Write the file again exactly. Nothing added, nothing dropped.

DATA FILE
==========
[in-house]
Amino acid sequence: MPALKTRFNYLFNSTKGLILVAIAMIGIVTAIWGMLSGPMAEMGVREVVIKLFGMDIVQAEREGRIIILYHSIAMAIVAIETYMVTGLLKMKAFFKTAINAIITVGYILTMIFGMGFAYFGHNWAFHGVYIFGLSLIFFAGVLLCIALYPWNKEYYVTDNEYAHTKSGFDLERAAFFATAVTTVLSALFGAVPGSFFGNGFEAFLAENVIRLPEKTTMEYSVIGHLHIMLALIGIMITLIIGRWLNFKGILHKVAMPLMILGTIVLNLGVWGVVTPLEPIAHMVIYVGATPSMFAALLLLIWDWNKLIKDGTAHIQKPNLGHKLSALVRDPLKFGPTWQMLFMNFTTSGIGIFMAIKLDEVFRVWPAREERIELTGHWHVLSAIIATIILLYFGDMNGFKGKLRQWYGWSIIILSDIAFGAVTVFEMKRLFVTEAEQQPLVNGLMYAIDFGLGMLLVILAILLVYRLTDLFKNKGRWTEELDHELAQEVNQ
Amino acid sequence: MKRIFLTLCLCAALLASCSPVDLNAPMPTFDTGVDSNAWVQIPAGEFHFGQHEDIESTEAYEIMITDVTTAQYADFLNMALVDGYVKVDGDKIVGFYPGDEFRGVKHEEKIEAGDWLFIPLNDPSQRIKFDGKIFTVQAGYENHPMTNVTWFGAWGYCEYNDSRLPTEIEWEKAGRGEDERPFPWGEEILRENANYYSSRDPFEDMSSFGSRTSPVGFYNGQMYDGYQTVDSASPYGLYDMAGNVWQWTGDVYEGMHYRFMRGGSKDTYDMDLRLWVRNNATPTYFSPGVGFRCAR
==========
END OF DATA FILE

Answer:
[in-house]
Amino acid sequence: MPALKTRFNYLFNSTKGLILVAIAMIGIVTAIWGMLSGPMAEMGVREVVIKLFGMDIVQAEREGRIIILYHSIAMAIVAIETYMVTGLLKMKAFFKTAINAIITVGYILTMIFGMGFAYFGHNWAFHGVYIFGLSLIFFAGVLLCIALYPWNKEYYVTDNEYAHTKSGFDLERAAFFATAVTTVLSALFGAVPGSFFGNGFEAFLAENVIRLPEKTTMEYSVIGHLHIMLALIGIMITLIIGRWLNFKGILHKVAMPLMILGTIVLNLGVWGVVTPLEPIAHMVIYVGATPSMFAALLLLIWDWNKLIKDGTAHIQKPNLGHKLSALVRDPLKFGPTWQMLFMNFTTSGIGIFMAIKLDEVFRVWPAREERIELTGHWHVLSAIIATIILLYFGDMNGFKGKLRQWYGWSIIILSDIAFGAVTVFEMKRLFVTEAEQQPLVNGLMYAIDFGLGMLLVILAILLVYRLTDLFKNKGRWTEELDHELAQEVNQ
Amino acid sequence: MKRIFLTLCLCAALLASCSPVDLNAPMPTFDTGVDSNAWVQIPAGEFHFGQHEDIESTEAYEIMITDVTTAQYADFLNMALVDGYVKVDGDKIVGFYPGDEFRGVKHEEKIEAGDWLFIPLNDPSQRIKFDGKIFTVQAGYENHPMTNVTWFGAWGYCEYNDSRLPTEIEWEKAGRGEDERPFPWGEEILRENANYYSSRDPFEDMSSFGSRTSPVGFYNGQMYDGYQTVDSASPYGLYDMAGNVWQWTGDVYEGMHYRFMRGGSKDTYDMDLRLWVRNNATPTYFSPGVGFRCAR